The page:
Fear and Loathing in Lapa
Fast on the heels of my last post decrying the lack of interesting things I have gotten myself into comes an epic night wrought with adventure and questionable choices. After picking up my World Cup ticket and filming the NINJA in their apartment for a bit yesterday, I headed back up the hill home. I always feel nervous when I have my computer and camera on me at the same time; add my passport and a World Cup ticket to the mix and I was anxious to get all of that back safely.
I made some dinner and was hanging out and resolved myself to venture out of the house regardless of whether or not I had plans. I texted one of my friends here — David from Rio that works at the hostel — and he told me that a lot of the people that work at his hostel were going out in Lapa tonight…
I sauntered over to the hostel around 9:45, and David and I had a couple of beers while waiting for everyone else. The hostel has an amazing balcony on the back side of the building and it was a glorious night to sit and drink beers while watching the city below.
The team straggled in over the next hour or so and by 10:30 everyone was ready to march down the hill. I had heard a bunch of stories of people getting robbed on their way into Lapa, but we were a big group with more guys than girls. Plus, the girls insisted and made fun of me for worrying about it, so I had no choice in the matter really.
Luckily for us, no one was robbed on either leg of the voyage. There are quite a few stairs down to Lapa from Santa Teresa, which made for quite the hike back up the mountain at the end of the night. Once we got down there, though, we immediately made our way down this alley to find a drink stand dominating 10 feet of sidewalk teeming with people eight or nine deep everywhere around the fold-up tables constituting their bar. Technically they had a storefront bar open to the street, but really it was a hollowed out building that the bartenders used for staging and restocking supplies. It looked like an abandoned apartment in the projects only without any furniture or appliances (at least that you could see from the street).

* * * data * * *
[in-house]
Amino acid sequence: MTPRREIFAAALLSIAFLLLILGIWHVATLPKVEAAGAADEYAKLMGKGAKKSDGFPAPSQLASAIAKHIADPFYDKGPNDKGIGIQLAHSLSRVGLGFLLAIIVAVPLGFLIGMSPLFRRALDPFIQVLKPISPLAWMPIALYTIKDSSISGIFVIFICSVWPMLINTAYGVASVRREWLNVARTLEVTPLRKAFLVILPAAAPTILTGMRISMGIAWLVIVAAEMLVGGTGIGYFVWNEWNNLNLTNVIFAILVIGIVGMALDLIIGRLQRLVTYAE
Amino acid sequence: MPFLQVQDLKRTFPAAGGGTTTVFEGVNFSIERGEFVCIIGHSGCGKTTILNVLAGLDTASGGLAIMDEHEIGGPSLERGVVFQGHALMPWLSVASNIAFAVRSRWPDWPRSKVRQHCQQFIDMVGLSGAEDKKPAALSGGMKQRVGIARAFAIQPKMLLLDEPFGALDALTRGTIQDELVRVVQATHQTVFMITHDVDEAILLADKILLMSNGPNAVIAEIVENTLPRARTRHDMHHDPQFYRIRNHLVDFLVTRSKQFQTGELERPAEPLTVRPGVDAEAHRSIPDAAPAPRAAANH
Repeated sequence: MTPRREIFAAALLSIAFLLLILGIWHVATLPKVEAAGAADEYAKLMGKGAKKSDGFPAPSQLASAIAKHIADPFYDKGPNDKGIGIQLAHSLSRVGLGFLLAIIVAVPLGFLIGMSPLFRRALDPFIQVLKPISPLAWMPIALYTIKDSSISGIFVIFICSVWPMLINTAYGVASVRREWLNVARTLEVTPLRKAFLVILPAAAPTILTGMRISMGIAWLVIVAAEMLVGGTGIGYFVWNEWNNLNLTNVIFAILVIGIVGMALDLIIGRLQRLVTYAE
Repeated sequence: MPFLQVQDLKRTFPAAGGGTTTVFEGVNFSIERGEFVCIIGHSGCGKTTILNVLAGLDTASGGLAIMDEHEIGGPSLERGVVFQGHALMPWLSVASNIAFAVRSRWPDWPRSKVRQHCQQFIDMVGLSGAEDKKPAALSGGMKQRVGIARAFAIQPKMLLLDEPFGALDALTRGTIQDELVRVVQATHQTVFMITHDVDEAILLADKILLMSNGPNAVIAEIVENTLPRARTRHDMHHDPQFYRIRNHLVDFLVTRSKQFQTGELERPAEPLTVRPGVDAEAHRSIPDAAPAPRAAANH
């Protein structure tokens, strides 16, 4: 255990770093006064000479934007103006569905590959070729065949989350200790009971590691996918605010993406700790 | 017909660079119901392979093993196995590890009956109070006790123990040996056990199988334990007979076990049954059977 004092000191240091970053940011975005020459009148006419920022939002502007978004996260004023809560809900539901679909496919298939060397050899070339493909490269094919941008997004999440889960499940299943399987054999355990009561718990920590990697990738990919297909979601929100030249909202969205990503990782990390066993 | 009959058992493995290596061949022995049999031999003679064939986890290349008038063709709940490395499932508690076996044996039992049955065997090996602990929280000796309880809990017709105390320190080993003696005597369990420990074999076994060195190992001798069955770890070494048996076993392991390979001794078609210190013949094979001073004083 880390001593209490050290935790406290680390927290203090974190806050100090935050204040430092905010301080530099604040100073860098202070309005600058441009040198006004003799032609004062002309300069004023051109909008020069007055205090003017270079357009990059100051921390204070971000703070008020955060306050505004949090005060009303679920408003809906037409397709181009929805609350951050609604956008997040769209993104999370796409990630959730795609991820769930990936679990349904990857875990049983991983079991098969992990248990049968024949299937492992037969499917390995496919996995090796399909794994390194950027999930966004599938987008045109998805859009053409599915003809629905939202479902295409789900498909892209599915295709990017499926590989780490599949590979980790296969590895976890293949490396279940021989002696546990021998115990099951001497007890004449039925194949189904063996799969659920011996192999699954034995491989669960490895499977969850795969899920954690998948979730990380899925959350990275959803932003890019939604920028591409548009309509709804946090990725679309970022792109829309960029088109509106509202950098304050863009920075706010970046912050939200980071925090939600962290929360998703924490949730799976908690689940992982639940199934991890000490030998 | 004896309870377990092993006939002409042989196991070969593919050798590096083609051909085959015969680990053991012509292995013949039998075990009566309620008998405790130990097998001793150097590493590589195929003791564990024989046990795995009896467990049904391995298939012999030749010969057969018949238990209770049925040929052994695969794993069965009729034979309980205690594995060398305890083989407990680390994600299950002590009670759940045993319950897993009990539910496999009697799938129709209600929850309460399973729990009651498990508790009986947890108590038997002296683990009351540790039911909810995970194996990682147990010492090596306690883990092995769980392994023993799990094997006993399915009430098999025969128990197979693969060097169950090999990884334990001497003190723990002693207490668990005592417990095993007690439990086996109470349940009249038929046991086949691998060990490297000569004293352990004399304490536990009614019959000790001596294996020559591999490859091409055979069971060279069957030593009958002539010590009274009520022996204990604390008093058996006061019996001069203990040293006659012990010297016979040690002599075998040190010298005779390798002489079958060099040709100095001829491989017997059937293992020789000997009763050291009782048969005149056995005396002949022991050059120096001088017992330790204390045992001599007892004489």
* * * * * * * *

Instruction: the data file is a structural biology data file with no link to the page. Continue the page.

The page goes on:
This “bar” only makes a few drinks, which are written on a poster board behind the foldable table. From what I was told by one of our troupe, these are the best and cheapest (and strongest) caipirinhas in Lapa. Cairpirinhas are the signature Brazilian cocktail made with limes, sugar and cachaca (a native liquor). The bartenders were making them by the gallon, and you could get 500ml for 5 reais, which is a little more than $2 USD. Each drink had about two shots in it, so that’s one helluva bargain.
The caipirinha tastes kinda like a margarita on the rocks except a little smoother. Cachaca is a less harsh spirit than tequila, and the drink reflects that. I watched the bartender make ours and it’s really just fresh lime slices, sugar, cachaca and ice. You muddle the limes and sugar together to get sweetened lime juice, add liquor and voila! — a caipirinha.
While the drink is quite tasty, it’s far too sweet to drink all night so I stopped after the first. After securing our first drink, though, I had some time to look around and survey the landscape; it did not disappoint.
The first thing you notice is at the termination of the main drag of Lapa are huge arches that look like a double-decker aquaduct straight out of ancient Rome (except they’re painted white instead of a natural stone color). These are not only visually striking but also helpful as a visual reference for where you are. There used to be a trolly that ran along the top of it, but it is no longer in service (bondé ja dammit!).
Otherwise, the streets remind me of a giant block party because everyone spills out onto the street from their respective bars regardless of whether cars drive on those streets or not. There are vendors walking around all over the place, and the preferred method for acquiring more drinks is to buy beer from guys lugging around giant coolers on their customized bicycles. You can get a 16oz tallboy for 5 reais, which is an absolute steal in American terms. I don’t know many American bars, especially in the nightlife hub of a huge city, where you can get a 16oz Bud Light for $2.25. If you walked a little ways away from the main drag nearer to the arches, you can get three for 7 reais… It’s just insane how cheap the drinks were.
The main street was teeming with people. Most of them are locals, which is really cool that an area as famous as this hasn’t been gringo-ized via tourism. Sure you could spot Americans or Europeans (usually because they’re super white or they had their phones out taking pictures or filming the bands), but the vast majority of people there were Brazilian.